Samuel MILLS, Jr. v. BALDWIN TRANSFER COMPANY, INC., and ALABAMA DEPARTMENT OF LABOR.
-- October 04, 2013
Samuel Mills, Jr., appeals from a judgment of the Mobile Circuit Court (“the trial court”) denying him unemployment-compensation benefits.
Most of the facts in this case are undisputed. The record indicates that Mills, who was 72 years old at the time of the trial, worked for five years as a truck driver for Baldwin Transfer Company, Inc. (“Baldwin”). In 2010, Mills developed an ear infection. Mills does not suggest that the infection was caused or aggravated by his job, but the infection did cause him to suffer dizziness and vertigo. As a result, for two periods in 2010, Mills was absent from work at Baldwin pursuant to the federal Family Medical Leave Act (“FMLA”).
Before a driver for Baldwin can return to work after a medical leave of absence, Baldwin requires him or her to undergo a physical examination that complies with the requirements of the United States Department of Transportation (“DOT”). The physicians at Northside Industrial (“the clinic”) are certified to perform DOT physicals, and Baldwin retains the clinic to determine whether its drivers are cleared to return to work.
On January 19, 2011, Dr. Jason Valentine, a physician at the clinic, examined Mills on behalf of Baldwin and determined that Mills was not physically fit to return to work as a driver. Specifically, Dr. Valentine restricted Mills from driving any commercial vehicle or from climbing for one year, at which time, Mills could be reevaluated. Because of the restrictions imposed by Dr. Valentine, Mills was unable to continue working as a truck driver. Baldwin did not have any other type of work for Mills to do.
On February 10, 2011, Mills visited Dr. Daniel Polansky, who determined that Mills was physically able to return to work. Because Dr. Polansky was not DOT certified, Baldwin would not accept the release. Baldwin told Mills that, to be able to return to work before the yearlong restriction on his driving ended, he could be reexamined by a physician at the clinic, but he would have to do so at his own expense. Mills would not pay the $45 reexamination fee, and instead he decided to comply with Dr. Valentine's driving restriction.
On February 20, 2011, Mills filed a claim for unemployment-compensation benefits with the Alabama Department of Industrial Relations, now known as the Alabama Department of Labor (“the department”).1 In completing the paperwork required for the claim, Mills indicated that he was not able to work and that he was not available to accept full-time work because of other obligations. Additionally, he did not contact the department within four days of filing his claim to provide additional information, as the department had instructed. The department denied Mills's request for benefits, determining that, because he was not able to perform work for which he was qualified based on past training or experience, he was not eligible to receive unemployment-compensation benefits pursuant to § 25–4–77(a)(3), Ala.Code 1975.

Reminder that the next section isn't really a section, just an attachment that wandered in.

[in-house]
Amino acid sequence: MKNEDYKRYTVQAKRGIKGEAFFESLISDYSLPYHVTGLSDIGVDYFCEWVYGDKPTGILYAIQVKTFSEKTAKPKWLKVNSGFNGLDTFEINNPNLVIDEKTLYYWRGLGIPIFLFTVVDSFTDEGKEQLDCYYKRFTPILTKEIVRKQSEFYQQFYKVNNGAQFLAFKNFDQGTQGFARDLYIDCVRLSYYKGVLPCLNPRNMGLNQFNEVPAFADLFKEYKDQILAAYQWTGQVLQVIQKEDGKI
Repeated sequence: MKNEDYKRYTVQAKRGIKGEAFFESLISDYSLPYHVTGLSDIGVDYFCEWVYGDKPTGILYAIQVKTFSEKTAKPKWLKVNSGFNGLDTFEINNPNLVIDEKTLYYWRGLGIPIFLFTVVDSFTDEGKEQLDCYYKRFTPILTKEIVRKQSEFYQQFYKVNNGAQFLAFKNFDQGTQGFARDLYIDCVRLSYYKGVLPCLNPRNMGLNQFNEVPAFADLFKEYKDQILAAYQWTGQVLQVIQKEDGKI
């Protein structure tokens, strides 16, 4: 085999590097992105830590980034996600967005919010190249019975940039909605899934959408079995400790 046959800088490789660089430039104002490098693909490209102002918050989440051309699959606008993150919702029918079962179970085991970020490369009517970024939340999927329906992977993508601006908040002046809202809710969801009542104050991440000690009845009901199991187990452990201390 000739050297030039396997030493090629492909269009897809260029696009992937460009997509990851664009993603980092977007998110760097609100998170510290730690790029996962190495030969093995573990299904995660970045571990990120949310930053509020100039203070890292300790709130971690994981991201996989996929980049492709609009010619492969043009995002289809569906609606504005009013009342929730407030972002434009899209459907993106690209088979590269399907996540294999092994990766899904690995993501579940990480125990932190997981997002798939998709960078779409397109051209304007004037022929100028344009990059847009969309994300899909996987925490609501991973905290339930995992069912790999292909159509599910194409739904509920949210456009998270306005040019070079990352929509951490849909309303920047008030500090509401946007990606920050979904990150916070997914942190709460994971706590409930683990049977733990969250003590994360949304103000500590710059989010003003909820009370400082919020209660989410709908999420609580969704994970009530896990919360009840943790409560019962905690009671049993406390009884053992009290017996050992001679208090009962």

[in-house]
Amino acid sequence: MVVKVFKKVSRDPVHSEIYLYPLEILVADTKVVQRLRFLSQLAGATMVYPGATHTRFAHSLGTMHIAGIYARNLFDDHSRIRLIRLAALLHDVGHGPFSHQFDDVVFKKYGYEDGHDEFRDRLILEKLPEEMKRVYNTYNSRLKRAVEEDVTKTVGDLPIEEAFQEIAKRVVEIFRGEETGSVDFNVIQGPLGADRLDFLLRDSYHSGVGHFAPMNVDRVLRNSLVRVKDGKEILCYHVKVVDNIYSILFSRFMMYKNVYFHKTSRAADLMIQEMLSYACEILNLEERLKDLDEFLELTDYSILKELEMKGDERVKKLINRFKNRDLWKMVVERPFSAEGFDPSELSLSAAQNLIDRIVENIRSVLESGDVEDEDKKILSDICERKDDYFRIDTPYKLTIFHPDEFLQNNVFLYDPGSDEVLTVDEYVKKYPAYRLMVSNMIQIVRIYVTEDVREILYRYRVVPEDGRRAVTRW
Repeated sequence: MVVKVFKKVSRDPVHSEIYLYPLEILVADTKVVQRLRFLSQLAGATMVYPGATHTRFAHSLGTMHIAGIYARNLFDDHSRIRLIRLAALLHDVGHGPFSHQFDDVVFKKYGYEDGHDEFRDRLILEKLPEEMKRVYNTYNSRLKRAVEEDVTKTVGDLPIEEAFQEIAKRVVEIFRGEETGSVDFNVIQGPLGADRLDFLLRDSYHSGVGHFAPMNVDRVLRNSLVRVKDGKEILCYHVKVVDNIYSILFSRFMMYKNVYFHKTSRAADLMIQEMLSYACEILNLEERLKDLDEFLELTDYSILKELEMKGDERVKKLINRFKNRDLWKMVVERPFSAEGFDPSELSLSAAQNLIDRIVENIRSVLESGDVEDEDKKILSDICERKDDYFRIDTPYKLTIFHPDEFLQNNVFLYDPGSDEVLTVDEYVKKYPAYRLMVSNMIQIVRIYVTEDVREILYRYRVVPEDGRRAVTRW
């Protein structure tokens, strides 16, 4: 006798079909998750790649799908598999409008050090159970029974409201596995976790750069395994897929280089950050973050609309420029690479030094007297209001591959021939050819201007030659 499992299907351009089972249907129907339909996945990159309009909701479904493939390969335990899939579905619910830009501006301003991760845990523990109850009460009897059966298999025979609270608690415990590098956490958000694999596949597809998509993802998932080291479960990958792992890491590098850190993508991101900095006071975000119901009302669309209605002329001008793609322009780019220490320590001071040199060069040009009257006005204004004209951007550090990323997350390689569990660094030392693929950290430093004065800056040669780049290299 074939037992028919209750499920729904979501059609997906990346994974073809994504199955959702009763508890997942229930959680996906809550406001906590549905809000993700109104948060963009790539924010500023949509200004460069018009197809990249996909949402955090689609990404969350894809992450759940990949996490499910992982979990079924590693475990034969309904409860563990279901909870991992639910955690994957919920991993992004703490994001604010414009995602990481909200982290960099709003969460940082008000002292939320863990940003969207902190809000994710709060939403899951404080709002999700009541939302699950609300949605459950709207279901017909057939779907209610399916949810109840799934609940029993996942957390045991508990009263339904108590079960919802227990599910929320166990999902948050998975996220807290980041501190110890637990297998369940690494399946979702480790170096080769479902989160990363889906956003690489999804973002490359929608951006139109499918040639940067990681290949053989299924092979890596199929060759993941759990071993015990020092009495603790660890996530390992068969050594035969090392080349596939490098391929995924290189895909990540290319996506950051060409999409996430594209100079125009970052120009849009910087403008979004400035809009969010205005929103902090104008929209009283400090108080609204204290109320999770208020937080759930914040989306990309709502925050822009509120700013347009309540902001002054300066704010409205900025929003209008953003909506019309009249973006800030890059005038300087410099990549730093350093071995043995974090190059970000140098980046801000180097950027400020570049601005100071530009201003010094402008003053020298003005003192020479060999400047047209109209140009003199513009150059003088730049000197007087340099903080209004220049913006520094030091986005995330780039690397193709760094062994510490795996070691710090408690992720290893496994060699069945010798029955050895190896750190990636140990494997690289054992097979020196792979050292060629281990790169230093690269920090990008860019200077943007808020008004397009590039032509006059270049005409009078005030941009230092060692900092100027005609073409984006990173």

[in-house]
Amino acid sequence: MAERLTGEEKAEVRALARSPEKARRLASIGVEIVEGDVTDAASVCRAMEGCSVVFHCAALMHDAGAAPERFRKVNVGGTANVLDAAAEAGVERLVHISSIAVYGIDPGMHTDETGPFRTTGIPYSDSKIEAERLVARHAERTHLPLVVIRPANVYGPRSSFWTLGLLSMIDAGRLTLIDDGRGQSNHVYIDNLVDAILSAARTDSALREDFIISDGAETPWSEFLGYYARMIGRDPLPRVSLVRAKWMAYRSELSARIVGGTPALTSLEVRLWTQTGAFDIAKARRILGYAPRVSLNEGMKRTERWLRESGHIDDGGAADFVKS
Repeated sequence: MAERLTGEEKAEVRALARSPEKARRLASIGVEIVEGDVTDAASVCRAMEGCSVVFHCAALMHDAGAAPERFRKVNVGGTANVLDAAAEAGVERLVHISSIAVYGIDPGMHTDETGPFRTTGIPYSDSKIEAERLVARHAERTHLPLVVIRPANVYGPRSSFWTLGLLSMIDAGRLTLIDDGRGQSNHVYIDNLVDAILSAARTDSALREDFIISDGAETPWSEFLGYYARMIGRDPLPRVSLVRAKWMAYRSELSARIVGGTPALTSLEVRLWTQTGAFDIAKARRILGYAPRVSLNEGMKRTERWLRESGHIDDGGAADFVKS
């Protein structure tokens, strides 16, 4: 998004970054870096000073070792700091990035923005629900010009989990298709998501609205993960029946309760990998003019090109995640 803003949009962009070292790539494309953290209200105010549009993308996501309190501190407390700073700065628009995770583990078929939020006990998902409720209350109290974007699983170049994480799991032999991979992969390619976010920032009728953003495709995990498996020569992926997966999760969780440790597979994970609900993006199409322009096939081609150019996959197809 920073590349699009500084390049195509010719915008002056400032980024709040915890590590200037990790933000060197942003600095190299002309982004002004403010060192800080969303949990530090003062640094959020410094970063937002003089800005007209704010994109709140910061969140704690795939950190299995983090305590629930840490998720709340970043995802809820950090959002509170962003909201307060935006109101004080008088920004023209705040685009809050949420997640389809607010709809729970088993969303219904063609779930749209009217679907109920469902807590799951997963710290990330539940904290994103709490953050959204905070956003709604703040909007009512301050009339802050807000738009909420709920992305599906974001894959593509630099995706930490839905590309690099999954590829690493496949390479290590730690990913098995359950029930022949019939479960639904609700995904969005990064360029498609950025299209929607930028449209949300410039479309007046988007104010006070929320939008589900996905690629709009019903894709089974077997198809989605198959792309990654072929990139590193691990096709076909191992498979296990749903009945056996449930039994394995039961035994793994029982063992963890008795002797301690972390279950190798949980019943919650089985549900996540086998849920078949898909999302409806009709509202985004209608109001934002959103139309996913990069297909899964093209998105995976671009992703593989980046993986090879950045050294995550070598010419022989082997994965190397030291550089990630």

Mills appealed the determination to the department's Board of Appeals (“the board”). The department scheduled a hearing on the issues whether Mills was able and available to work and whether he had left Baldwin voluntarily without good cause connected to his job. After a hearing conducted by telephone, the hearing officer for the board issued a decision in which she determined that Mills had voluntarily quit his job “when he failed to return to work and get a physical required by the employer from the company doctor.” The hearing officer stated that Mills's reason for leaving work was “of a personal nature and no work reason was established.” Therefore, the hearing officer concluded, Mills was disqualified from receiving unemployment-compensation benefits, pursuant to § 25–4–78(2), Ala.Code 1975.
In her decision, the hearing officer pointed out that a claimant is not eligible to receive benefits if, among other things, he or she is “physically and mentally unable to perform work of a character which she is qualified to perform by past experience or training.” The hearing officer found that Mills had called the department's “inquiry line” on February 28, 2011, and provided information indicating that he had become able to work as of February 14, 2011. Therefore, the hearing officer concluded, Mills met the department's eligibility requirements as of February 14, 2011. However, the decision continued, his disqualification for benefits would remain in effect until he obtained a job and then subsequently met the statutory qualifications to be eligible to receive unemployment compensation.
Mills appealed the hearing officer's decision to the trial court for a trial de novo. A trial was held on April 17, 2012. In addition to the facts set forth above, the evidence indicated that, at the end of the one-year restriction period imposed by Dr. Valentine, Mills did not return to Baldwin to make himself available for work. Mills testified that, at the time of the trial, he was looking for work. He also said that, since the yearlong restriction had ended, he had been seeking a job in which he could drive a truck locally.
After the trial, the trial court entered a judgment denying Mills's claim for unemployment-compensation benefits. In explaining its decision, the trial court wrote: